[for related discussion, see this thread].
sigh. i gotta be overseas:…..
Marina Abramovic (re)performs works by Vito Acconci, Bruce Nauman, FF
Alumns, at the Guggenheim Museum, NY, April 8, 9.
This two-day symposium is a prelude to the performance and exhibition
project Marina Abramovic: Seven Easy Pieces, scheduled for fall 2005, in
which the artist (re)performs and reinterprets seminal works from the 1970s
by Vito Acconci, Joseph Beuys, Valie Export, Bruce Nauman, Gina Pane, and
FRI APR 8, 48 PM and SAT APR 9, 10 AM6 PM
A series of panels comprised of art historians, artists, choreographers,
filmmakers, and curators investigates the various histories of performance,
the plausibility of its repetition, and the urgency of its preservation.
Performance artists active during the 1970s are interviewed individually
about these issues, and younger artists discuss the impact of their legacy.
For more information, call the Box Office at (212) 423-3587.
Information at: (scroll to bottom of page)http://www.guggenheim.org/education/tours_lectures.shtml
reviews of the forum (the re-enactments themselves will occur in October 2005):
Marina Abramovic Plays With Herself: Re-Performing Others, Engaging the Audience, by
"Her decision to repeat specific pieces that influenced her work by redoing their original scores provoked symposium panelists to ponder: "What does it mean to re-enact a performance that was only supposed to happen once?" This seemed like an abstract speculation until the Guggenheim's curator addressed Abramovic with a flustered expression and whispered, "Why re-perform Vito Acconci's Seedbed as a woman?" Nervous laughter emanated from the audience. Abramovic calmly replied, saying it was partly the "taboo element" that intrigued her, and partly the "sculptural element." Too young to have witnessed Acconci's 1972 performance, I desperately tried to visualize the nature of the piece that people were chuckling about. Seedbed sounded seedy, but in an exhilarating way. What specific actions were required to re-embody it?"
(Re)Performance at the Guggenheim, by Rodrigo Tisi:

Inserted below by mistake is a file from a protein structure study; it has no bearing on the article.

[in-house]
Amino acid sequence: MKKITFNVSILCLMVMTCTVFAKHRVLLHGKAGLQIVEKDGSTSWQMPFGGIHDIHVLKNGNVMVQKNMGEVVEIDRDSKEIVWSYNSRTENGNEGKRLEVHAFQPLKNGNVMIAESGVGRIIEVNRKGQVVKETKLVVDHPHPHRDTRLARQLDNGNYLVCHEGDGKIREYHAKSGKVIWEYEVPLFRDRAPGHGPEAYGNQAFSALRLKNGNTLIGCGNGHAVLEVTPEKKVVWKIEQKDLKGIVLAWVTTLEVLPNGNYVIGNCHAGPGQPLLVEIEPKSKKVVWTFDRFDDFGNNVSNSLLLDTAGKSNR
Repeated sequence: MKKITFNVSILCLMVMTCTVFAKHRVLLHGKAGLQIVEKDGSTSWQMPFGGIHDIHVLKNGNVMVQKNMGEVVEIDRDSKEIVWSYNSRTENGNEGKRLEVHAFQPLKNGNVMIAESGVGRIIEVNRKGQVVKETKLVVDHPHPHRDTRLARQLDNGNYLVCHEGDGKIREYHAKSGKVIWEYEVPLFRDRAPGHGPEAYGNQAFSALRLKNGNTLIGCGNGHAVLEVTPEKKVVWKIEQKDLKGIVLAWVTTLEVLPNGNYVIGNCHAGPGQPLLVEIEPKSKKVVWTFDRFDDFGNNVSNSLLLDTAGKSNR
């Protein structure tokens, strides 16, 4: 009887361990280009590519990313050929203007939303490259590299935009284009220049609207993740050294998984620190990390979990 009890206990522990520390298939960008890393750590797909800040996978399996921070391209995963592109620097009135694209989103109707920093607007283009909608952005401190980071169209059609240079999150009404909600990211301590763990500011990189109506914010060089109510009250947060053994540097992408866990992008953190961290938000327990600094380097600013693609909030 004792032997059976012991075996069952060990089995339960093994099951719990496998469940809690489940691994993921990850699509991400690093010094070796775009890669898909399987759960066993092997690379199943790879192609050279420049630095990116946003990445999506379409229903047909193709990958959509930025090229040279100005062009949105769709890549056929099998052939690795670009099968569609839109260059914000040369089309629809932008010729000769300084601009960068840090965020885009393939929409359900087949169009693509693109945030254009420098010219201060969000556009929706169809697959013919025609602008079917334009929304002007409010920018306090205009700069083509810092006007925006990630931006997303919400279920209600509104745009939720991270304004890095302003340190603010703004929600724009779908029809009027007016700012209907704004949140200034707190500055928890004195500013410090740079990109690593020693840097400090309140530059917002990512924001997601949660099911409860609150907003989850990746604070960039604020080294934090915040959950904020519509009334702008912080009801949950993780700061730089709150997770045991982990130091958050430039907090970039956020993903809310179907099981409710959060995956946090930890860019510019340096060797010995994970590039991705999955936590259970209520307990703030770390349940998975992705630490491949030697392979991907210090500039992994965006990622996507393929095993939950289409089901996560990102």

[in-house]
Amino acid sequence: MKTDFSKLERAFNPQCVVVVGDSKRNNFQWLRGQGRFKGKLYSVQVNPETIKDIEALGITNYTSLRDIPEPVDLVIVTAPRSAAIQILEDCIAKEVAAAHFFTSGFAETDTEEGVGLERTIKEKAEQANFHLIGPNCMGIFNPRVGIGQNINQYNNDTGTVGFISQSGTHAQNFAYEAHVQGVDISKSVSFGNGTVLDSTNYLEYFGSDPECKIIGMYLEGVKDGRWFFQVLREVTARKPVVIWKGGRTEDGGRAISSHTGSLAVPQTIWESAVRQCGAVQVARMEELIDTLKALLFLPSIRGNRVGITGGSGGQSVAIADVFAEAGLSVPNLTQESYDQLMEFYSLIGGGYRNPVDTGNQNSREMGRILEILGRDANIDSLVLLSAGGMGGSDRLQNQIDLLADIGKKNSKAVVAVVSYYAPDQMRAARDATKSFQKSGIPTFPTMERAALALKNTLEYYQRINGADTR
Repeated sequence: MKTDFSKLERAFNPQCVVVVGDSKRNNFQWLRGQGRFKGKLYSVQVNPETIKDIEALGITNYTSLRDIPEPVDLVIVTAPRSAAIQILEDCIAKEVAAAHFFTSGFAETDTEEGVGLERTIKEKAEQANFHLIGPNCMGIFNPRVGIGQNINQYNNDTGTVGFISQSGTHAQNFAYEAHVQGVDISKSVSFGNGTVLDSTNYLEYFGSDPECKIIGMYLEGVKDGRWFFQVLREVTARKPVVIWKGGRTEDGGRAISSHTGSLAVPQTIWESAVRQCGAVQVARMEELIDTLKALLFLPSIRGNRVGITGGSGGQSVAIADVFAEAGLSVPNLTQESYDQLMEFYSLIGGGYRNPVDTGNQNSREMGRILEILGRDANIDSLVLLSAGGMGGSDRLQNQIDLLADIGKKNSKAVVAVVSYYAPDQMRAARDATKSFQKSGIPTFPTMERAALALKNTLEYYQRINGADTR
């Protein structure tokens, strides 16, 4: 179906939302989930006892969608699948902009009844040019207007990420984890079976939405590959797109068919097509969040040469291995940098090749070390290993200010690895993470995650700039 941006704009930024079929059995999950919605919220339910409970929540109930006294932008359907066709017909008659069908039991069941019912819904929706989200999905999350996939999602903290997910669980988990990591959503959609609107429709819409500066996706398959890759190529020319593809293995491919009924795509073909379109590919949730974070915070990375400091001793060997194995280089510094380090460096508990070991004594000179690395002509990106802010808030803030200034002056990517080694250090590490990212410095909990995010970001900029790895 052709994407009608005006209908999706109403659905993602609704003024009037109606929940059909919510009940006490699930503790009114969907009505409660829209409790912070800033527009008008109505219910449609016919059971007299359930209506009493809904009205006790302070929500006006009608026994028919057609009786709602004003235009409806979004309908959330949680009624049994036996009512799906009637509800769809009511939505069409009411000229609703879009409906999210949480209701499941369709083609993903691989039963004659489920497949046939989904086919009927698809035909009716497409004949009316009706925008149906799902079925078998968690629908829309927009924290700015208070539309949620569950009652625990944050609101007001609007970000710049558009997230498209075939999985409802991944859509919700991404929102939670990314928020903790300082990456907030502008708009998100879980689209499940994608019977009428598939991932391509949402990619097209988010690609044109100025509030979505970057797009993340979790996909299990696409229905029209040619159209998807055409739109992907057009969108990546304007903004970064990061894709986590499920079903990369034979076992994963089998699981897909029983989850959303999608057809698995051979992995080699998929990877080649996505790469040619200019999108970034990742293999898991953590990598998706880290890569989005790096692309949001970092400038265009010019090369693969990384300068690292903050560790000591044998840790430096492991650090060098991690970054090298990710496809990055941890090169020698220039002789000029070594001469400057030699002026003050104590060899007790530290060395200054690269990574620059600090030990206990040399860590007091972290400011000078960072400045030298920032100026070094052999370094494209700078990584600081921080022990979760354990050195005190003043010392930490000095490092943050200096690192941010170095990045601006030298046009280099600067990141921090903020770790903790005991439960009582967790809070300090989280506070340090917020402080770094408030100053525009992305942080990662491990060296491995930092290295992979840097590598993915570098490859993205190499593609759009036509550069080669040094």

"In the early days of performance art there was resistance to the idea of documentation, since the presence of a camera would rub up against the sacred fleeting moment of the event. But just as that pious attitude has faded, so too might the resistance to the idea of re-performance, and the merger of performance art with theater. There is a kind of brutal unsentimentality in the prospect of re-performance: performance art must admit that it is already a codified genre, without the marginal charm it once had. It's not a young discipline any more; it has to decide how it wants to grow up."
Reperforming the Score, by T. Nikki Cesare:
"The danger in this experiment lies in the subtle divide that occurs between composers and performers in Western classical music. That is, even though a woman's performance of Corporel might offer an entirely different reading of the piece, and even though the "open works" by such canonized composers as Cage, Boulez, Ligeti, and Stockhausen grant the performer more agency, allowing performance art to be defined by its originator rather than the body in the immediate moment of performance might not only compromise the sociopolitical context in which it is (re)performed, but also the autobiographical and intensely personal relationship between piece and performer, and performer and spectator. Perhaps the way to negotiate this divide is to re-evaluate both genres, establishing that the ephemerality that enables performance art to retain its political and personal impact also informs musical and theatrical, and visual art performance. The score, then, like the body, becomes the map by which the audience finds, or loses, their way. Either possibility opens up a Pandora's Box of opportunity."